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Public Perception

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Unarmed But Dangerous

Unarmed but Still Dangerous: The Facts Behind Some OIS Headlines

When police shoot an “unarmed” individual, the implication or outright accusation by media and activists is often that the deadly force was unjustified because the subject, without a weapon, was “defenseless” and thus could not have posed a threat. Now a newly published study by two criminal justice researchers paints a far different picture. Their...
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New Report: One City’s Experience With Less Proactive Policing

What happens when LEOs—frustrated, angry, discouraged, vengeful, or apprehensive about anti-police outbursts from communities they serve—turn a blind eye to self-initiated, pro-active law enforcement? The city of Baltimore is one place to look for an answer—and the newspaper USA Today has done just that in a recent investigative report with sobering implications. Back in 2015,...
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New On Facebook: “Civil Discourse” Site For Cops & Civilians

What if there was a social media page where police agencies could post video from body cams, along with detailed explanations of what’s happening in the footage? What if police trainers and other law enforcement experts could engage with curious civilians in a rational and reasonable dialogue about videos posted to social media? Imagine the...
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New Study: Impact Of Social Media On Cynicism About Police

Watching cell phone footage of a use-of-force incident on social media is more likely to generate negative feelings toward the police than watching the same encounter on a conventional TV broadcast, according to a new study from researchers at Kentucky State U. Plus, social media viewers tend to be more likely to believe that officers...
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How One Trainer Put The Media In Officers’ Boots Regarding Resistance

Civilians who’ve never had to physically restrain an “ain’t-gonna-be-controlled” suspect usually have no idea how much force and how many officers may be required to gain compliance. So when they see video of cops trying to subdue an unyielding subject, it’s easy for their naïve eyes to interpret knee strikes, baton strikes, CEW hits, and...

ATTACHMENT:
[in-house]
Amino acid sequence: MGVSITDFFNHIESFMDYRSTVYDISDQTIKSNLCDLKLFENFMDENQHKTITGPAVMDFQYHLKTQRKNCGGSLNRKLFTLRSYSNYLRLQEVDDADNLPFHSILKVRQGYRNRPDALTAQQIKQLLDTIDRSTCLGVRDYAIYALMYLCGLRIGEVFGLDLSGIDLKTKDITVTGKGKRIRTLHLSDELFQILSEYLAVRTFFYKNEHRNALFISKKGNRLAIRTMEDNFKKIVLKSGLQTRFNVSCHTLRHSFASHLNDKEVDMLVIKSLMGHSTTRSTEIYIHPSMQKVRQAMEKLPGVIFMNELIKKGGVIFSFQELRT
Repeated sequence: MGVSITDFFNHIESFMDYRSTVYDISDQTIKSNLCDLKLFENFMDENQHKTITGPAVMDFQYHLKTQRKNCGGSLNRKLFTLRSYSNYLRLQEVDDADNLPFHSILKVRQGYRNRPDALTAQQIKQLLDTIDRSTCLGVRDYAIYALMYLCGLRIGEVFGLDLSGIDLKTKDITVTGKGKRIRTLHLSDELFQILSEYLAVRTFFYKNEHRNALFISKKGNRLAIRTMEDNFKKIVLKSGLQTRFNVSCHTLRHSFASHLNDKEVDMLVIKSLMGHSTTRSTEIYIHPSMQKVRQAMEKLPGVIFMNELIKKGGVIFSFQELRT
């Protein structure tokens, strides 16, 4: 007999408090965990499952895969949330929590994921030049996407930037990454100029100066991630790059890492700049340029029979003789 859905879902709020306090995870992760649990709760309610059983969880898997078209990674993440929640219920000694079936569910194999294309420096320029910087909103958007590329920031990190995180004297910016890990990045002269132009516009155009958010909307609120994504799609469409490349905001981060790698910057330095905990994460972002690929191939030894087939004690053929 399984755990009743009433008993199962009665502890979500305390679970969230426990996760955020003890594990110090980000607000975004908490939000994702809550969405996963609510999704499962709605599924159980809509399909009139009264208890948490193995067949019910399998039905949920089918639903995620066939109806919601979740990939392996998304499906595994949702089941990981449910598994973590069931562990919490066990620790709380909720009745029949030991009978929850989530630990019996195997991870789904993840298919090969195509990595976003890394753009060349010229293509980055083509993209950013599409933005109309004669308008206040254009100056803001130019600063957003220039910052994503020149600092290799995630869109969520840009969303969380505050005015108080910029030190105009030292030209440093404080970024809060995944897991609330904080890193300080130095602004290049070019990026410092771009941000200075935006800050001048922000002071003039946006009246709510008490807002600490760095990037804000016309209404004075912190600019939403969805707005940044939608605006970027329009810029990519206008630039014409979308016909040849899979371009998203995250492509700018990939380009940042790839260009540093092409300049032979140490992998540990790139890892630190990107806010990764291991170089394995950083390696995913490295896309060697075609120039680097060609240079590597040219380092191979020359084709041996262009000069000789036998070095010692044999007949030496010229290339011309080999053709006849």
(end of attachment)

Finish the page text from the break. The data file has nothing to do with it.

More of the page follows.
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Use Of Force Perceptions & Skills Retention Studies Are Conference Topics

Preview reports on Force Science research findings regarding the public’s perceptions of police use of force, the retention rates of physical skills training, and the nature of unintentional discharges were showcased recently at major professional conferences in California and Minnesota. Thumbnail summaries: Civilian beliefs about use of force by police are often shockingly far from...
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FS Researchers Inform Academics On Realities Of Policing

Researchers with the Force Science Institute continue to bring a realistic perspective on law enforcement issues to the largely civilian academic community. Dr. John O’Neill and Dr. Dawn O’Neill of the Force Science staff made separate presentations in Denver recently at the annual convention of the prestigious Assn. of Behavior Analysis International. The convention attracted...
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One Columnist’s Approach To Getting Civilians To Walk In Cops’ Shoes

A newspaper columnist’s perspective on a shooting in Florida may be helpful to officers conducting citizen police academies, town hall meetings, and other events where they try to get civilians to empathize with LEOs’ use-of-force decisions. In Charlotte County, FL, sheriff’s deputies responded to a 911 call of a residential domestic disturbance in which a...
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Top Award To FSI Researcher For New Vest Study Presentation

Three researchers with Force Science credentials presented new study results at the recent annual conference of the Society for Police and Criminal Psychology in Austin, TX. One, Dr. John O’Neill, a behavioral scientist on the staff of the Force Science Institute, was cited with special recognition. After reviewing all the conference’s presentations, 64 in total,...
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